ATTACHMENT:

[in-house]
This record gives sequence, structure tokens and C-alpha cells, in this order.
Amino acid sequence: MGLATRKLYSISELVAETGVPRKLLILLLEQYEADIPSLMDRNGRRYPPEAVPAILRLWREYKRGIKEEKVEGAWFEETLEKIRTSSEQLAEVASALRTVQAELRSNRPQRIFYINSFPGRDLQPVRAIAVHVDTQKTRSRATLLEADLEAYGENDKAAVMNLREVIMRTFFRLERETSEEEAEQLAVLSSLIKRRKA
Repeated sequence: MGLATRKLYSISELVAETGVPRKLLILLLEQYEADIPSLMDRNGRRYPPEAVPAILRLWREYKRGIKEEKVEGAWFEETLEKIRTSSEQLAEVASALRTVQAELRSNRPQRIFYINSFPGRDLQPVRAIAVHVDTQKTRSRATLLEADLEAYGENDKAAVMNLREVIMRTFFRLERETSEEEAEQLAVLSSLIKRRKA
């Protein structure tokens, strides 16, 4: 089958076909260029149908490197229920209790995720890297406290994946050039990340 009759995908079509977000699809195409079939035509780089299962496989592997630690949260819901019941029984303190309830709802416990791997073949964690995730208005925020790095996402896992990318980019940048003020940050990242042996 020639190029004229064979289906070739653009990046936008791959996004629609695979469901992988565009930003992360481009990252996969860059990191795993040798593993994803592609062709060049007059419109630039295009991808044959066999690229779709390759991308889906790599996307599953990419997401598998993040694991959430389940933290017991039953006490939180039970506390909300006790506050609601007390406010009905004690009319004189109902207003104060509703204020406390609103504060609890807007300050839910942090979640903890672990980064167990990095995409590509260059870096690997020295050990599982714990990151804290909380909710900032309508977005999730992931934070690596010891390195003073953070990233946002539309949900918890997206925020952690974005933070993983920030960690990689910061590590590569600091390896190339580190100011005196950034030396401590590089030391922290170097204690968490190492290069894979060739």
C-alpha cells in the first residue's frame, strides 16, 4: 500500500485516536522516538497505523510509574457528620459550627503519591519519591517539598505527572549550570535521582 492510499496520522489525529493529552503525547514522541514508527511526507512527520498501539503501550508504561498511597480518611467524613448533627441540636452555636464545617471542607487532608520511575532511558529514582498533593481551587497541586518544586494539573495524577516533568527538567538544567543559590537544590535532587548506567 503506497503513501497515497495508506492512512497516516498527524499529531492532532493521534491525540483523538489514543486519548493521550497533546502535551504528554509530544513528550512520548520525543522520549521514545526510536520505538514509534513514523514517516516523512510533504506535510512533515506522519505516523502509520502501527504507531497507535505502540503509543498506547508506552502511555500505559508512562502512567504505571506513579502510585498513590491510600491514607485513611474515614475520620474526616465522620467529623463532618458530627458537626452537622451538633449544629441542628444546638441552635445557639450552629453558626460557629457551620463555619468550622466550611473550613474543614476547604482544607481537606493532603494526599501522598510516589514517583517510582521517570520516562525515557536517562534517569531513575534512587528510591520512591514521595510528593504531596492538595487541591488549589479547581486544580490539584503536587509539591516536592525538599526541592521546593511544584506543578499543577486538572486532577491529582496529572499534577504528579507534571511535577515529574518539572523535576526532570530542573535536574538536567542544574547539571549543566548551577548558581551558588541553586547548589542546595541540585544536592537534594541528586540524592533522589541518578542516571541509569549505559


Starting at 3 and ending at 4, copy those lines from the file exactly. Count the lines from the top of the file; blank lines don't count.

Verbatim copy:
Amino acid sequence: MGLATRKLYSISELVAETGVPRKLLILLLEQYEADIPSLMDRNGRRYPPEAVPAILRLWREYKRGIKEEKVEGAWFEETLEKIRTSSEQLAEVASALRTVQAELRSNRPQRIFYINSFPGRDLQPVRAIAVHVDTQKTRSRATLLEADLEAYGENDKAAVMNLREVIMRTFFRLERETSEEEAEQLAVLSSLIKRRKA
Repeated sequence: MGLATRKLYSISELVAETGVPRKLLILLLEQYEADIPSLMDRNGRRYPPEAVPAILRLWREYKRGIKEEKVEGAWFEETLEKIRTSSEQLAEVASALRTVQAELRSNRPQRIFYINSFPGRDLQPVRAIAVHVDTQKTRSRATLLEADLEAYGENDKAAVMNLREVIMRTFFRLERETSEEEAEQLAVLSSLIKRRKA